My Lords, of the 133 measures mentioned by the noble Lord, which were still outstanding before our opt-out last December, does he accept that the Government have already opted in to eight of the most important? Can he therefore give the House an assurance that the Government will not opt into these measures one by one so that there is very little to opt out of when we come to the end of May 2014?

My Lords, as I think I made clear, I do not want to go through all 133 measures at this stage. The House would not like it at Question Time and it would not be an appropriate use of the limited time I have. We will make appropriate decisions on some of them beforehand if it is appropriate but the larger number is a matter for 2014.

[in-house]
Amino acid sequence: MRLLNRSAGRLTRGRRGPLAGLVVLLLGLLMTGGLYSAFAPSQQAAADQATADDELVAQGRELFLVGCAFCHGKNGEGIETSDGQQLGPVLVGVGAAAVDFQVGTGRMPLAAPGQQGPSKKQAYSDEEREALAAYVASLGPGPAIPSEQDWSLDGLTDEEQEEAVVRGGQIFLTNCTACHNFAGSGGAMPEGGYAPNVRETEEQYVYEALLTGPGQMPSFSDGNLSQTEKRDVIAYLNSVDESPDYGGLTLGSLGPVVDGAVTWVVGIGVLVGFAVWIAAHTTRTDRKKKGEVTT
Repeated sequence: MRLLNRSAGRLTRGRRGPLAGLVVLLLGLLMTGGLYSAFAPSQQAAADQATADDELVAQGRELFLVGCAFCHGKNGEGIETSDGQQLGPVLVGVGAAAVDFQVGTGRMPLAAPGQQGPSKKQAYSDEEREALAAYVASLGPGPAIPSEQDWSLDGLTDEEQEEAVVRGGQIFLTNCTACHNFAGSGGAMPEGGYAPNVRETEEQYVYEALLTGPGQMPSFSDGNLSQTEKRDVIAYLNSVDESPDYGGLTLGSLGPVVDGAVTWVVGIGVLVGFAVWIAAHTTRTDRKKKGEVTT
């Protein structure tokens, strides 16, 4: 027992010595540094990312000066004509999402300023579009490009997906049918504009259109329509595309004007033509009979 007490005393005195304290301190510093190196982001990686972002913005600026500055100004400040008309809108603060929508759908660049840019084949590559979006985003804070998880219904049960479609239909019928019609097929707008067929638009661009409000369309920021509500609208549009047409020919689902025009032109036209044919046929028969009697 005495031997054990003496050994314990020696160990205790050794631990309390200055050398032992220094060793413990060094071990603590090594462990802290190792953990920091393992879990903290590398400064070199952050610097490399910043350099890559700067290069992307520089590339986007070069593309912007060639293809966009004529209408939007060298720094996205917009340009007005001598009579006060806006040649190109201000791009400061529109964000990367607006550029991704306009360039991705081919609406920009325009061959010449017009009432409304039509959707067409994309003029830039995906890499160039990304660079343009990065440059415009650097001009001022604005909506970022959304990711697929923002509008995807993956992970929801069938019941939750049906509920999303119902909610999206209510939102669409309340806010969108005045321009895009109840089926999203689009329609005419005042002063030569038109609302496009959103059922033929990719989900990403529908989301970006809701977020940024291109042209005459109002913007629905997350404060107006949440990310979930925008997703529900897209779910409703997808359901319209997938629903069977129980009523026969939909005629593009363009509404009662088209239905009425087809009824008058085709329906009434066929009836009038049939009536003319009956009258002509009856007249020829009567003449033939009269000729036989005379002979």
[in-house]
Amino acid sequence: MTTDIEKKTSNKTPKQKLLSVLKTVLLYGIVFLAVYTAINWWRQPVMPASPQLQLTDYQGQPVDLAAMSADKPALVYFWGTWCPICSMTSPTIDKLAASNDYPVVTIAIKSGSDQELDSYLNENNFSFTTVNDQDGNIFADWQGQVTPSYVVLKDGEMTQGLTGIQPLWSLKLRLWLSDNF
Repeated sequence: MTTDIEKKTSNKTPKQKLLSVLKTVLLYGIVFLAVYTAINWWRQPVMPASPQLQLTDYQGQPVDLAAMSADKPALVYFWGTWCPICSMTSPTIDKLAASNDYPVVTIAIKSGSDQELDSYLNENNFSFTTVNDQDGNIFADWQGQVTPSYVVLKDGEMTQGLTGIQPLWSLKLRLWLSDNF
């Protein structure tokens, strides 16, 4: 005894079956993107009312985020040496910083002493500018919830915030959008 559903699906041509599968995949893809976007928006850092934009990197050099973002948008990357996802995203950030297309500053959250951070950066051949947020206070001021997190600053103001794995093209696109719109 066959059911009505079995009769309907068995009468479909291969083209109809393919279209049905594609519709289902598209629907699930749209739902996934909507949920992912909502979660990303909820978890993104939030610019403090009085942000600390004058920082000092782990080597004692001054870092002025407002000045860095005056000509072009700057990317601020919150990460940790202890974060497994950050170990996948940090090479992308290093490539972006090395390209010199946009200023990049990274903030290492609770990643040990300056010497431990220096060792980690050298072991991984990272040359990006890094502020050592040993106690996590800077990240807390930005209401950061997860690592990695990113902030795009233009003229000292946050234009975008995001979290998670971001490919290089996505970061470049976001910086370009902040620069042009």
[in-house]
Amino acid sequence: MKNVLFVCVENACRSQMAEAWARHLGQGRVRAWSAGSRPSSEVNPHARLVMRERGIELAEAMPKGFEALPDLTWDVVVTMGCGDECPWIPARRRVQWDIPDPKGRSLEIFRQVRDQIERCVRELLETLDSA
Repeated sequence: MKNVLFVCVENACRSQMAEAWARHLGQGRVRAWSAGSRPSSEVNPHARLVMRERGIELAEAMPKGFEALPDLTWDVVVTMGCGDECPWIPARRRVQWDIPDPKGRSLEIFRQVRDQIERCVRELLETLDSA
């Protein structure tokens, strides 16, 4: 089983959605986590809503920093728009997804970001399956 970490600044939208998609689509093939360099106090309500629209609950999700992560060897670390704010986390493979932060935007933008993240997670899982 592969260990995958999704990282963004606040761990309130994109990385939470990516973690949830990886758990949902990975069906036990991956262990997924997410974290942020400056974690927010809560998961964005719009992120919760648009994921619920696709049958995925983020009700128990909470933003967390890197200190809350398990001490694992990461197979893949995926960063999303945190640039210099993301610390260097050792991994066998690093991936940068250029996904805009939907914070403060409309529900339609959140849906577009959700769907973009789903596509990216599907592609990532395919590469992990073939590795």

My Lords, will the Minister confirm that there is more than one view on this side of the House and that the way in which we should discuss this should be as unemotional and as factual as possible, and that we do not help the argument by bringing what can only be called extreme views into the discussion?

My Lords, to put it very simply, I agree with my noble friend that there is more than one view on this side of the House. There is possibly more than one view on the other side of the House and more than one view in all corners of the House. I agree with every aspect of what my noble friend has said.